Equities have rallied again, but investors looking for solid evidence that the bottom is in should keep their eye on these two data points.
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Well into the fourth quarter of what’s been a tough year for markets, many investors are searching for signs of a market bottom and wondering, “Are we there yet?”
The short answer is “Not quite.” While stocks recently staged another rally, Morgan Stanley’s Global Investment Committee believes this latest bounce is temporary, driven by technical factors, and that the bear-market bottom is still to come.
First remember that the nature of this bear market is different from others in recent history. The Federal Reserve’s deliberate tightening of monetary policy, rather than a financial or economic crisis, is driving this downturn.
Why does that matter? During crisis-fueled bear markets—such as the 2001 dotcom bust, the 2008 housing-related financial crisis and the 2020 pandemic-driven crash—a rapid easing of monetary policy was the antidote. This time, however, policy tightening will likely be the cause of economic slowing, as central bankers are forced to combat inflation; historically, this kind of bear market tends to be more prolonged.
So, in a policy-driven cycle, what is the playbook for identifying market bottoms? We believe there are at least two necessary conditions:
- First, inflation needs to reach a viable peak. We may reach that soon. Although uncertainty remains, we see solid indications of both softer demand and more supply, suggesting that inflation is poised to decelerate in the months ahead. Importantly, while peak inflation, and in turn, peak policy rates, may be sufficient to bring the bond market to a bottom, that likely won’t be the case for stocks.
- Stocks may need to fall farther, based on a sober assessment of year-ahead corporate earnings potential. In other words, overly optimistic stock investors and Wall Street analysts must realistically factor in the potential depth and breadth of an economic slowdown and the consequent hit to employment and consumer demand. That forecast reset has just begun, yet the 2023–2024 earnings picture is still far from clear.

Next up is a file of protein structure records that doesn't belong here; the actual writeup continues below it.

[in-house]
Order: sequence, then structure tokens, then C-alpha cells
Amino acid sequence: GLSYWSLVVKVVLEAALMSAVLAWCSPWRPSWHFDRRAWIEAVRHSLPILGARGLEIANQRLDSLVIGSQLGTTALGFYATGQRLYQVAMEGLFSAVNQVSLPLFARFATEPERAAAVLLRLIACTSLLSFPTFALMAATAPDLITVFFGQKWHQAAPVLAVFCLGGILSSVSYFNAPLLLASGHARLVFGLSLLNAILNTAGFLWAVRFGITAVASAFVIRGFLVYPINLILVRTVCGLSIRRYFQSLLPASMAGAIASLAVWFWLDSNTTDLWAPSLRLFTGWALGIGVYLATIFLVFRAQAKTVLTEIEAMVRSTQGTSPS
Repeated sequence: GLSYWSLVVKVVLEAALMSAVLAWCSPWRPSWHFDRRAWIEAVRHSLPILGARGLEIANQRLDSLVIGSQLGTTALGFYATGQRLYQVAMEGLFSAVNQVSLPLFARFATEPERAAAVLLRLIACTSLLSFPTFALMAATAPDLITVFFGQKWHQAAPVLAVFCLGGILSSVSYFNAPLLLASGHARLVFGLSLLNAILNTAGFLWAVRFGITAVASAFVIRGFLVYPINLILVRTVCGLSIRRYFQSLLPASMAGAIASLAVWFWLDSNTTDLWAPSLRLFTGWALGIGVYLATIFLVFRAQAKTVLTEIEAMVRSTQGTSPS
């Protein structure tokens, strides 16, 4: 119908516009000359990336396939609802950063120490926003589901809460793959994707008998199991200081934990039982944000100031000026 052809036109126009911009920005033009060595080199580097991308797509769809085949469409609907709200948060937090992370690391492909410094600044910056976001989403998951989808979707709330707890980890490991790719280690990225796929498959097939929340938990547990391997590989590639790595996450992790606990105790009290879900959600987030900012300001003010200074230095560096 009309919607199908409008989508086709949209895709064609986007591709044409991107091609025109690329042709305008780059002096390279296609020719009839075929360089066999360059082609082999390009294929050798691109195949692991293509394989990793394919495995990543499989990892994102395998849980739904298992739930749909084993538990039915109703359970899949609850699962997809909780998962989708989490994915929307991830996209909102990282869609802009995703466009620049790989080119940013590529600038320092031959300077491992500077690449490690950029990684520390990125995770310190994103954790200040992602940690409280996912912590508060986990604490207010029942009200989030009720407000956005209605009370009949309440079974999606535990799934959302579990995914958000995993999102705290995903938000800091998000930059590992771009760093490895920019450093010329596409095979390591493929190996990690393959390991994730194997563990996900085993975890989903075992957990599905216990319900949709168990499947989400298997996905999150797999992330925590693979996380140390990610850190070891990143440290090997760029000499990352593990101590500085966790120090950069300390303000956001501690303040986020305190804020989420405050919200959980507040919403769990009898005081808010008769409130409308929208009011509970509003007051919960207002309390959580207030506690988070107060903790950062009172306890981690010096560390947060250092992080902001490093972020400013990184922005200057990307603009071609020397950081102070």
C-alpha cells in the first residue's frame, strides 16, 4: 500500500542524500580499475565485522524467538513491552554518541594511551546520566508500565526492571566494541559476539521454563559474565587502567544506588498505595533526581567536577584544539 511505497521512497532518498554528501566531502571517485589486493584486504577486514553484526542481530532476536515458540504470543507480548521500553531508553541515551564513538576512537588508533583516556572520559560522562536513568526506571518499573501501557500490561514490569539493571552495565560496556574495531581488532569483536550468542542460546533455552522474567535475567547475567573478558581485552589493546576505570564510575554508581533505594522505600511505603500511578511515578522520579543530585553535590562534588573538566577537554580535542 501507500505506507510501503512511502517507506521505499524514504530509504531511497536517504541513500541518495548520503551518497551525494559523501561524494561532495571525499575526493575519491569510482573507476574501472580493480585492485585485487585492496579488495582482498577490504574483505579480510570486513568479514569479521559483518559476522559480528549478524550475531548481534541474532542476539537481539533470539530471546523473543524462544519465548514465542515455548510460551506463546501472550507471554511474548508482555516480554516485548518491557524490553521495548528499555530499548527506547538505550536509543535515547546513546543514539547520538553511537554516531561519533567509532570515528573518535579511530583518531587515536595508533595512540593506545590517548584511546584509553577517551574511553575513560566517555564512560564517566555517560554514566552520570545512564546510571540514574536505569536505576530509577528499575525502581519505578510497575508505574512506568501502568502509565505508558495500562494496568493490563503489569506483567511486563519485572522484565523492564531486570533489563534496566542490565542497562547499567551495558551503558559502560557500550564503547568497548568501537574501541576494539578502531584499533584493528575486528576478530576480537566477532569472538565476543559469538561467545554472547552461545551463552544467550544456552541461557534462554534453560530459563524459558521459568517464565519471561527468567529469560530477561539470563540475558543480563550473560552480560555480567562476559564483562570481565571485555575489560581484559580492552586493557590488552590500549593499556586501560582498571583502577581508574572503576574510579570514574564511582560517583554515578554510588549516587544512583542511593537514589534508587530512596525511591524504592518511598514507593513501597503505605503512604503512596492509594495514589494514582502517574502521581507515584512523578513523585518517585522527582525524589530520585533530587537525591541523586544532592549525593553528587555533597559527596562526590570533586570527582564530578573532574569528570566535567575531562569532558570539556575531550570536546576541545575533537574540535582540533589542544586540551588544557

With U.S. stocks down about 19% and bonds down 15% so far in 2022, this search for a seemingly elusive bottom can be exhausting. But we continue to encourage investors to remain patient and avoid chasing index-level bear-market rallies.
We see opportunities for stock selection in healthcare, financials, energy, industrials and defense, which are supported by above-average dividend and buyback yields. For passive investors considering U.S. stock exposure, the equal-weighted S&P 500 Index (which holds equal weights of each of its 500 stocks, regardless of how large or small the company is) may be a more reasonable choice than the traditionally capitalization-weighted index (which holds greater amounts of companies with larger market caps), given the potential for the mega-cap tech names to continue underperforming and drag the cap-weighted index down in the process.
This article is based on Lisa Shalett’s Global Investment Committee Weekly report from October 31, 2022, “Are We There Yet?” Ask your Morgan Stanley Financial Advisor for a copy. Listen to the audiocast based on this report.